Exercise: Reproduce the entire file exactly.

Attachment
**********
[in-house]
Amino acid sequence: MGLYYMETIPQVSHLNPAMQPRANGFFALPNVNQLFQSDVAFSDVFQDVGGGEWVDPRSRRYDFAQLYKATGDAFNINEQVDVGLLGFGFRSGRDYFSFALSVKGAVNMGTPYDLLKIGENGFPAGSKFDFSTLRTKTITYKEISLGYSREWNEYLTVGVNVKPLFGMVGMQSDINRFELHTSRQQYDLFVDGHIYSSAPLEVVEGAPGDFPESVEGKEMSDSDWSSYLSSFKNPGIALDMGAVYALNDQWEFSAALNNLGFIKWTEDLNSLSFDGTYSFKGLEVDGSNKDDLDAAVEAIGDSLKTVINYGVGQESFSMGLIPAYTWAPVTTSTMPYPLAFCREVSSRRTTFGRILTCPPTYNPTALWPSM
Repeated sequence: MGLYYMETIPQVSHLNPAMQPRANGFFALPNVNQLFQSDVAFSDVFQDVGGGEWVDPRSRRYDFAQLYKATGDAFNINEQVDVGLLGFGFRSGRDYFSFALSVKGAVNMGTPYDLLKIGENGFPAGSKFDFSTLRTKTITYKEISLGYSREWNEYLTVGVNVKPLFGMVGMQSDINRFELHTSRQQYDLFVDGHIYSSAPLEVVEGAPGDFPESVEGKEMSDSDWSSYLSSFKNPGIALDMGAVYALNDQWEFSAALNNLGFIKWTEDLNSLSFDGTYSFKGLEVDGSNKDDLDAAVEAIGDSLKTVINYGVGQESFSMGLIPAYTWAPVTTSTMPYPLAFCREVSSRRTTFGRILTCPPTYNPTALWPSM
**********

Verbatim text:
[in-house]
Amino acid sequence: MGLYYMETIPQVSHLNPAMQPRANGFFALPNVNQLFQSDVAFSDVFQDVGGGEWVDPRSRRYDFAQLYKATGDAFNINEQVDVGLLGFGFRSGRDYFSFALSVKGAVNMGTPYDLLKIGENGFPAGSKFDFSTLRTKTITYKEISLGYSREWNEYLTVGVNVKPLFGMVGMQSDINRFELHTSRQQYDLFVDGHIYSSAPLEVVEGAPGDFPESVEGKEMSDSDWSSYLSSFKNPGIALDMGAVYALNDQWEFSAALNNLGFIKWTEDLNSLSFDGTYSFKGLEVDGSNKDDLDAAVEAIGDSLKTVINYGVGQESFSMGLIPAYTWAPVTTSTMPYPLAFCREVSSRRTTFGRILTCPPTYNPTALWPSM
Repeated sequence: MGLYYMETIPQVSHLNPAMQPRANGFFALPNVNQLFQSDVAFSDVFQDVGGGEWVDPRSRRYDFAQLYKATGDAFNINEQVDVGLLGFGFRSGRDYFSFALSVKGAVNMGTPYDLLKIGENGFPAGSKFDFSTLRTKTITYKEISLGYSREWNEYLTVGVNVKPLFGMVGMQSDINRFELHTSRQQYDLFVDGHIYSSAPLEVVEGAPGDFPESVEGKEMSDSDWSSYLSSFKNPGIALDMGAVYALNDQWEFSAALNNLGFIKWTEDLNSLSFDGTYSFKGLEVDGSNKDDLDAAVEAIGDSLKTVINYGVGQESFSMGLIPAYTWAPVTTSTMPYPLAFCREVSSRRTTFGRILTCPPTYNPTALWPSM